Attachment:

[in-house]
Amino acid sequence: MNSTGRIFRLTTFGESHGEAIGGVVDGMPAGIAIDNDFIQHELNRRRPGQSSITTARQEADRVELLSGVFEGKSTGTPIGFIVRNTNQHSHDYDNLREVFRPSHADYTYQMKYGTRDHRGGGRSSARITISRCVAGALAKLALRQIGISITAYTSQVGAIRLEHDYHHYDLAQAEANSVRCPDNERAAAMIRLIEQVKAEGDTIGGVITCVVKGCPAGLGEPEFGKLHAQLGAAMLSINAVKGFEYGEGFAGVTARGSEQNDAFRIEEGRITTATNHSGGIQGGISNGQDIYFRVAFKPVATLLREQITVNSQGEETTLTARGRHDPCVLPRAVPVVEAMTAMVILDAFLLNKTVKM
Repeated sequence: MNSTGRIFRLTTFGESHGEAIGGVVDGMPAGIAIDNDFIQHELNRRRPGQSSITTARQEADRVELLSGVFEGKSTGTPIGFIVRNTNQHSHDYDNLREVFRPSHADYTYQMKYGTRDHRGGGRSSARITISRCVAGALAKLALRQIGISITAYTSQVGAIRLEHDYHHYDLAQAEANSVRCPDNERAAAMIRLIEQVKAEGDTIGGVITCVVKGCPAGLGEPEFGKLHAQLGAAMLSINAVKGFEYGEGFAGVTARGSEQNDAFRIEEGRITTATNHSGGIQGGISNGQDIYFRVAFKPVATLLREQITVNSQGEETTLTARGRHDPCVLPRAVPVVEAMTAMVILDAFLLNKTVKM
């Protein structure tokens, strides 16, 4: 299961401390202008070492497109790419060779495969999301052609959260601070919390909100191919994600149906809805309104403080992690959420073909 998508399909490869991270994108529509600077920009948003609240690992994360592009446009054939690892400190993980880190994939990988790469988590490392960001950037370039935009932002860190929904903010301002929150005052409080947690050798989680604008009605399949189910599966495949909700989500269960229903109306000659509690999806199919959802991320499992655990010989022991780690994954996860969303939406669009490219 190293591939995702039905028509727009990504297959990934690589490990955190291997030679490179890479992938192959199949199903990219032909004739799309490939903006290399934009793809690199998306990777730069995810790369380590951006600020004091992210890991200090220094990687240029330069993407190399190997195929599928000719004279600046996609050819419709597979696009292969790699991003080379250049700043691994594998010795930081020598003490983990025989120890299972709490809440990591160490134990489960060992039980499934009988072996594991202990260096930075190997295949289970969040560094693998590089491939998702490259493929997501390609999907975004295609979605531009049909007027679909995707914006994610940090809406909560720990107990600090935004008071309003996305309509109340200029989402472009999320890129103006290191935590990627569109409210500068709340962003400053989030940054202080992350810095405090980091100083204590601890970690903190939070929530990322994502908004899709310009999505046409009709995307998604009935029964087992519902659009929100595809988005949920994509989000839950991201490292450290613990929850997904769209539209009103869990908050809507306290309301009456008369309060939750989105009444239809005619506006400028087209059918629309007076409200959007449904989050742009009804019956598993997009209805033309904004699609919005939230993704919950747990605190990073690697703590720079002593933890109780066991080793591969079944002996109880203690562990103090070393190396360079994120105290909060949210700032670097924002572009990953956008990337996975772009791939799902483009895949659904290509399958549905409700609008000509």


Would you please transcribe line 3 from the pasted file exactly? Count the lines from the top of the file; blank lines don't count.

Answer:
Repeated sequence: MNSTGRIFRLTTFGESHGEAIGGVVDGMPAGIAIDNDFIQHELNRRRPGQSSITTARQEADRVELLSGVFEGKSTGTPIGFIVRNTNQHSHDYDNLREVFRPSHADYTYQMKYGTRDHRGGGRSSARITISRCVAGALAKLALRQIGISITAYTSQVGAIRLEHDYHHYDLAQAEANSVRCPDNERAAAMIRLIEQVKAEGDTIGGVITCVVKGCPAGLGEPEFGKLHAQLGAAMLSINAVKGFEYGEGFAGVTARGSEQNDAFRIEEGRITTATNHSGGIQGGISNGQDIYFRVAFKPVATLLREQITVNSQGEETTLTARGRHDPCVLPRAVPVVEAMTAMVILDAFLLNKTVKM